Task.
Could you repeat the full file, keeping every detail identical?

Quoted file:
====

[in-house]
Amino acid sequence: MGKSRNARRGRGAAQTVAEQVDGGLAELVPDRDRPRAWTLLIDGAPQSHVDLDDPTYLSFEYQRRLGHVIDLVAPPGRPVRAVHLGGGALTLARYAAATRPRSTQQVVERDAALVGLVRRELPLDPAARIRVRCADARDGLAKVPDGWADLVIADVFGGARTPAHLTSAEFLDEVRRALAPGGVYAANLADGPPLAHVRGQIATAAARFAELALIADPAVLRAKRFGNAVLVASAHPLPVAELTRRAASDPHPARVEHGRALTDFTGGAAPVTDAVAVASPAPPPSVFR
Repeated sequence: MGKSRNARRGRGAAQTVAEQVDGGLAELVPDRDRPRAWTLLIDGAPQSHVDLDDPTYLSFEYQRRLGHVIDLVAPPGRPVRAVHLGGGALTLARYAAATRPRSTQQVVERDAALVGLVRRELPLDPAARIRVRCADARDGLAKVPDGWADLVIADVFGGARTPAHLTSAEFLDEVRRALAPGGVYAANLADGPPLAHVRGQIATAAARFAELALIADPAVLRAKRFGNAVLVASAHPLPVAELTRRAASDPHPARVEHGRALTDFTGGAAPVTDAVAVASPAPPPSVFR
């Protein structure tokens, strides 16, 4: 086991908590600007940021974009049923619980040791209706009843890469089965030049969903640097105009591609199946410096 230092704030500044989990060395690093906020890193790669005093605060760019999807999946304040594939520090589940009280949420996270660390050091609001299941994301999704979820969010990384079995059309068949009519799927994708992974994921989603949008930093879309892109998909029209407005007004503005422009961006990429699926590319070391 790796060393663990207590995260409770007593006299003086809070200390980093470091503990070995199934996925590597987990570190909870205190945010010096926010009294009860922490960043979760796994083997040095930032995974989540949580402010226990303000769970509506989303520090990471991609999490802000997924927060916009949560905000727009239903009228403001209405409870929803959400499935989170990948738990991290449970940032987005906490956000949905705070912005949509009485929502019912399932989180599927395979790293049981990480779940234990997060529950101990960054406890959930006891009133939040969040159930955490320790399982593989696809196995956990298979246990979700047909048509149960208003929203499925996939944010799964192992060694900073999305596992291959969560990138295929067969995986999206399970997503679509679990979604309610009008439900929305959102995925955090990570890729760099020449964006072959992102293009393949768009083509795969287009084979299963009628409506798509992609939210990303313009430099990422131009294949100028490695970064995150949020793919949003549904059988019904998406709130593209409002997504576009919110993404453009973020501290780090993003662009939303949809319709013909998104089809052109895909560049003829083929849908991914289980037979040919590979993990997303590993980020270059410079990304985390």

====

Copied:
[in-house]
Amino acid sequence: MGKSRNARRGRGAAQTVAEQVDGGLAELVPDRDRPRAWTLLIDGAPQSHVDLDDPTYLSFEYQRRLGHVIDLVAPPGRPVRAVHLGGGALTLARYAAATRPRSTQQVVERDAALVGLVRRELPLDPAARIRVRCADARDGLAKVPDGWADLVIADVFGGARTPAHLTSAEFLDEVRRALAPGGVYAANLADGPPLAHVRGQIATAAARFAELALIADPAVLRAKRFGNAVLVASAHPLPVAELTRRAASDPHPARVEHGRALTDFTGGAAPVTDAVAVASPAPPPSVFR
Repeated sequence: MGKSRNARRGRGAAQTVAEQVDGGLAELVPDRDRPRAWTLLIDGAPQSHVDLDDPTYLSFEYQRRLGHVIDLVAPPGRPVRAVHLGGGALTLARYAAATRPRSTQQVVERDAALVGLVRRELPLDPAARIRVRCADARDGLAKVPDGWADLVIADVFGGARTPAHLTSAEFLDEVRRALAPGGVYAANLADGPPLAHVRGQIATAAARFAELALIADPAVLRAKRFGNAVLVASAHPLPVAELTRRAASDPHPARVEHGRALTDFTGGAAPVTDAVAVASPAPPPSVFR
């Protein structure tokens, strides 16, 4: 086991908590600007940021974009049923619980040791209706009843890469089965030049969903640097105009591609199946410096 230092704030500044989990060395690093906020890193790669005093605060760019999807999946304040594939520090589940009280949420996270660390050091609001299941994301999704979820969010990384079995059309068949009519799927994708992974994921989603949008930093879309892109998909029209407005007004503005422009961006990429699926590319070391 790796060393663990207590995260409770007593006299003086809070200390980093470091503990070995199934996925590597987990570190909870205190945010010096926010009294009860922490960043979760796994083997040095930032995974989540949580402010226990303000769970509506989303520090990471991609999490802000997924927060916009949560905000727009239903009228403001209405409870929803959400499935989170990948738990991290449970940032987005906490956000949905705070912005949509009485929502019912399932989180599927395979790293049981990480779940234990997060529950101990960054406890959930006891009133939040969040159930955490320790399982593989696809196995956990298979246990979700047909048509149960208003929203499925996939944010799964192992060694900073999305596992291959969560990138295929067969995986999206399970997503679509679990979604309610009008439900929305959102995925955090990570890729760099020449964006072959992102293009393949768009083509795969287009084979299963009628409506798509992609939210990303313009430099990422131009294949100028490695970064995150949020793919949003549904059988019904998406709130593209409002997504576009919110993404453009973020501290780090993003662009939303949809319709013909998104089809052109895909560049003829083929849908991914289980037979040919590979993990997303590993980020270059410079990304985390």